its second era.
Now that code-making is virtually
finished, the recovery unit enters the
uncharted seas of compliance. New
set-ups must be manned to see that
industry lives up to its covenants.
Problems galore faced Johnson, just
back from a "vacation" mostly spent
in seeking to get employers and strik-
ers to agree. Topping all the problems
was the question of just what NRA
wvill be like ini the future, an issue
that the President and Congress must
decide.
Johnson, who wants to step out
when President Roosevelt feels he can
be spared, has suggested a commis-
sion to succeed him.
Lifts Code in Small Towns
The NRA formally lifted Tuesday
night much of the control over trade
in towns of 2,500 or less. It designated
small-town employers in 15 retail
trades and services as coming under
President Roosevelt's order lifting
code obligations from certain little
businesses.
Only child labor provisions and, in
certain cases, fair trade provisions
were retained. Price fixing was tossed
out.
The trades affected: barber shops,
motor vehicle storage and parking,
bowling and billiards, cleaning and
dyeing, laundries, shoe rebuilding,
hotels, baking industry (insofar as
sale of bakers products at retail is
covered thereby), retail food and gro-
cery, retail trade (including retail
drug and booksellers), real estate
brokerage, restaurants and confec-
tioners' stores.
When Johnson returned, a new crea-
tion of NRA began its functions. The
industrial appeals board summoned
complaintsaagainst NRA to a forum
designed to protect the "little fellow."
It was created by Johnson after sharp
criticism of monopoly by Clarence
Darrow's board.
Four Problems Pressing
Where Darrow's outfit was inde-
pendent, the new appeals board re-
ports to Johnson. The members, are
Amos J. Peaslee, chairman: Monsig-
nor John A. Ryan, and John S. Clem-
ent.
Pressing for decisions by Johnson
were these problems:
The Harriman hosiery mills case.
NRA's policy toward L. Grief &
Brother, Inc., Baltimore clothing

Seeks Yacht Cup

varP 4Prv;V0Q.

-Associated Press Photo
At least 100 persons were massacred in Constantine, Algeria, as savage fighting broke out between Arabs
and Jews. Martial law was declared in the city and in the nearby port of Philippeville in an attempt to
halt the religious war. A general view of Constantine is shown above, and at left is a street scene in a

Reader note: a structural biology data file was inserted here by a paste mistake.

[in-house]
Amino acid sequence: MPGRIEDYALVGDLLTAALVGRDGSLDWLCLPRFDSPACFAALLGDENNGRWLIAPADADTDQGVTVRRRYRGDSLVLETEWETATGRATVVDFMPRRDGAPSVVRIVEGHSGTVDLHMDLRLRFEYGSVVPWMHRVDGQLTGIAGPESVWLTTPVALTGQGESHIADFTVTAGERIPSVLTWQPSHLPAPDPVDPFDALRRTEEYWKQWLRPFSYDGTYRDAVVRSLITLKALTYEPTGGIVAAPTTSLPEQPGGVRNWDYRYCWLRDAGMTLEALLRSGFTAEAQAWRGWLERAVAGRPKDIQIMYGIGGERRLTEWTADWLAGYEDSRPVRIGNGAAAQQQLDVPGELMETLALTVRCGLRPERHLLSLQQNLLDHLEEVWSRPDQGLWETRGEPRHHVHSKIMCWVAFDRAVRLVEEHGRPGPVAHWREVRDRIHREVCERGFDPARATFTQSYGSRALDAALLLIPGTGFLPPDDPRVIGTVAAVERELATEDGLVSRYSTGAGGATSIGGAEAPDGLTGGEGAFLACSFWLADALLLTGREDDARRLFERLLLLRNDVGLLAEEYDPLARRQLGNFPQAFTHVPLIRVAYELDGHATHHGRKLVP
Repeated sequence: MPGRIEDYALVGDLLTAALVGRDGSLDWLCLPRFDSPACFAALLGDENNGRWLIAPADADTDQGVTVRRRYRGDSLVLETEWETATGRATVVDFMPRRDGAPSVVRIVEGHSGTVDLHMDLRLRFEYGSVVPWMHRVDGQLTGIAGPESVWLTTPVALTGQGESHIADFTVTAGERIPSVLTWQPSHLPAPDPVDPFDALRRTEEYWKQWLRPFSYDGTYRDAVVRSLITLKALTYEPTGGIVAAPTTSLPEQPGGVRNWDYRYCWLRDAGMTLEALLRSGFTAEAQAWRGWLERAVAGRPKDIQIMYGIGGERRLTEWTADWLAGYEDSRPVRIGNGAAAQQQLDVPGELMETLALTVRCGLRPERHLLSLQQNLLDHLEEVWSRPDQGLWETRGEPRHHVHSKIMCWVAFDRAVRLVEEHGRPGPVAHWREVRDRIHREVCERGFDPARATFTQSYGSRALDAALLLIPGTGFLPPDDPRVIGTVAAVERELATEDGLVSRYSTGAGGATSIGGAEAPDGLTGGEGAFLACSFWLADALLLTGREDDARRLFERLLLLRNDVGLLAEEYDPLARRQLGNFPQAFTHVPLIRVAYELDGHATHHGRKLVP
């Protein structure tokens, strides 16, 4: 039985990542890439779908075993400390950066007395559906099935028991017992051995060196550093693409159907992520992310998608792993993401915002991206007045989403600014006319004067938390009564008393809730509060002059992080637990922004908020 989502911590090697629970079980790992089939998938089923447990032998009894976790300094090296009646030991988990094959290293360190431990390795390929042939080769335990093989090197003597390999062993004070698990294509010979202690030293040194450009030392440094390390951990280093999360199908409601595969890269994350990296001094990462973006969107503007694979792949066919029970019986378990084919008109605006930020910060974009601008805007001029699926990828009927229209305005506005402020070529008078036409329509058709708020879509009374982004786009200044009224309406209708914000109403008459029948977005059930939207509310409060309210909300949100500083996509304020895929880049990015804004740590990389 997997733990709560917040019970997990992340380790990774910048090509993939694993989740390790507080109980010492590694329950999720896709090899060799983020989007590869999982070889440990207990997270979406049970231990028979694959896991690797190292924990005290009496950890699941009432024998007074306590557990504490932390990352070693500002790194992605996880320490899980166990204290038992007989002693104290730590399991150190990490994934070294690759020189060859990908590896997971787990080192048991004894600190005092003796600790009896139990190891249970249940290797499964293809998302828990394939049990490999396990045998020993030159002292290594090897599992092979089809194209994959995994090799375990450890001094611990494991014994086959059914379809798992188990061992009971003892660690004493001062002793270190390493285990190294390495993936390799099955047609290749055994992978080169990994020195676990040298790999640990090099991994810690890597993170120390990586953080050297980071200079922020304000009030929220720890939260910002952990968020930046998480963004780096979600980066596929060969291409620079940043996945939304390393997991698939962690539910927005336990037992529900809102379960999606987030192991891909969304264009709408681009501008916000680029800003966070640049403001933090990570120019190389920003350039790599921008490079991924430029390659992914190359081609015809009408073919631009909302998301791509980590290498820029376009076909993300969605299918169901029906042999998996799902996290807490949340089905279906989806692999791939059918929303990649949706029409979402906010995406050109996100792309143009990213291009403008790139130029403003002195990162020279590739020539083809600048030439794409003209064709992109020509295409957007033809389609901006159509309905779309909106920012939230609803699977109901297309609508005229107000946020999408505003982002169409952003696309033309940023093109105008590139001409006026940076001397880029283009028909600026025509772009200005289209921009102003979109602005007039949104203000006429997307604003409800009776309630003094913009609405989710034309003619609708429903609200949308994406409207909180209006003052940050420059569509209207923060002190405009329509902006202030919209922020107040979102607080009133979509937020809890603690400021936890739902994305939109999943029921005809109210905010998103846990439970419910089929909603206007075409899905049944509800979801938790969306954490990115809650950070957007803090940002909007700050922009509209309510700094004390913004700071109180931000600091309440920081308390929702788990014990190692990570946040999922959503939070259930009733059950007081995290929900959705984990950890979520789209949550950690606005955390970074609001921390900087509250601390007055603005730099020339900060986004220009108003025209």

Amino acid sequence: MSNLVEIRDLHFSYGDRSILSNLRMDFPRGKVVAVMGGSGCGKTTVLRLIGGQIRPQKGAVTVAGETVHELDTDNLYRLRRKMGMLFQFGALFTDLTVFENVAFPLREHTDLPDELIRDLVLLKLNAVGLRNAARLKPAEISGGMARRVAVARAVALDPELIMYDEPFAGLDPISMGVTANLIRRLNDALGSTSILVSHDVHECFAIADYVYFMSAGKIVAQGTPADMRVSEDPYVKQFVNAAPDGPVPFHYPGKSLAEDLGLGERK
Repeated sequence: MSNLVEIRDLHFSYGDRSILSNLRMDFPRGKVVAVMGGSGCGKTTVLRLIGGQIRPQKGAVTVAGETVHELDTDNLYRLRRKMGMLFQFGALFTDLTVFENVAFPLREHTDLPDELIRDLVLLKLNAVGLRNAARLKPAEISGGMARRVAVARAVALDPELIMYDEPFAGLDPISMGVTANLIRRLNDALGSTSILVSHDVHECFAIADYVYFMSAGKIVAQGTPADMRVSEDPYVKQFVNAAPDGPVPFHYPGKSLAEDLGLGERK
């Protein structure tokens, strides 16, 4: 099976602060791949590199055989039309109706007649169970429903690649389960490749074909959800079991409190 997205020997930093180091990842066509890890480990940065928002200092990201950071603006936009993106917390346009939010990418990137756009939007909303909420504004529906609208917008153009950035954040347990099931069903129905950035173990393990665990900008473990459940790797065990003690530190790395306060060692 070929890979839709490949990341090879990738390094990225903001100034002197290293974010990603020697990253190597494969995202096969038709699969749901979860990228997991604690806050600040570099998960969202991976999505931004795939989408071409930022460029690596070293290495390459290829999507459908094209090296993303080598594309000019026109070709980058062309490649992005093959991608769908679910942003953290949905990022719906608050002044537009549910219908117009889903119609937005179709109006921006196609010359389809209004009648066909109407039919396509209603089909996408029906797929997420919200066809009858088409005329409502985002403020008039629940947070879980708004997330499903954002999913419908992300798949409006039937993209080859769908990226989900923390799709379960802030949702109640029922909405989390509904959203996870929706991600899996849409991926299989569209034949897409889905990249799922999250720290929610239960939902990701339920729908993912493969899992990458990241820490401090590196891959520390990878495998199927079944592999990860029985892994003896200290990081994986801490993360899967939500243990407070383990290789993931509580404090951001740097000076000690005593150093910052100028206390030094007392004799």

native quarter where the massacre took place. There were reports that fighting had spread to towns nearby.

Long Is Premiere Danseuse In
New Orleans' Musical Comedy

NEW ORLEANS, Aug. 8. - (k) -I
John Law put this city on the map.
"Partial martial" law put it in the
headlines two centuries later as the
"armies" of Senator Huey P. Long
and Mayor T. Semmes Walmsley
scowled down gunbarrels at each
other.
New Orleans was a little known
village of 500 inhabitants in 1722
when John Law, the Scottish econo-
mist, made it the headquarters of his
French colonial company.
Now it is the scene of a political
pageant in which these are the prin-
cipal participants:
Huey P. Long, The "Kingfish" From
hoeing corn he went to peddling
books, lard, starch and potatoes, and
was admitted to the bar at the age of.
19. Five years later he was railroad
commissioner, and in another 10 years
he was governor. He was elected to
the United States senate in 1930, but
stayed in the governorship long
enough to see O. K. Allen replace him.
A rough and tumble politician, he
worn green silk pajamas to greet a
gold-braided German naval com-
mander.
T. Semmes Walmsley, the mayor:
The son of a prominent New Orleans
business and society leader, he heads
the "old regulars" in New Orleans
democracy; When Long went to the
senate, Walmsley became his political
friend after years of opposition. That
alliance split when the mayor's own
political strength was threatened by
Long domination. Walmsley was re-
elected over Long's opposition. The
feud was on. A big, strapping man,
Walmsley threatened to punch Long's 1
nose in Washington recently.
0. K. Allen, the governor: He is a
protege of the "kingfish" and fre-
quently has done his bidding. Born in
the same parish, he and Long have
been friends for years. Allen was a
state senator and later, when Long
was governor; chairman of -the state
highway commission which put
through the program which has been
one of Long's chief vote-getters. He1
is a man of few words - and his op-J
ponents say even those few are dic-
tated by his political chief.
Gentlemen of the ensemble: The
national guardsmen, who took posses-
sion of the office of the registrar of
voters on Allen's "partial martial"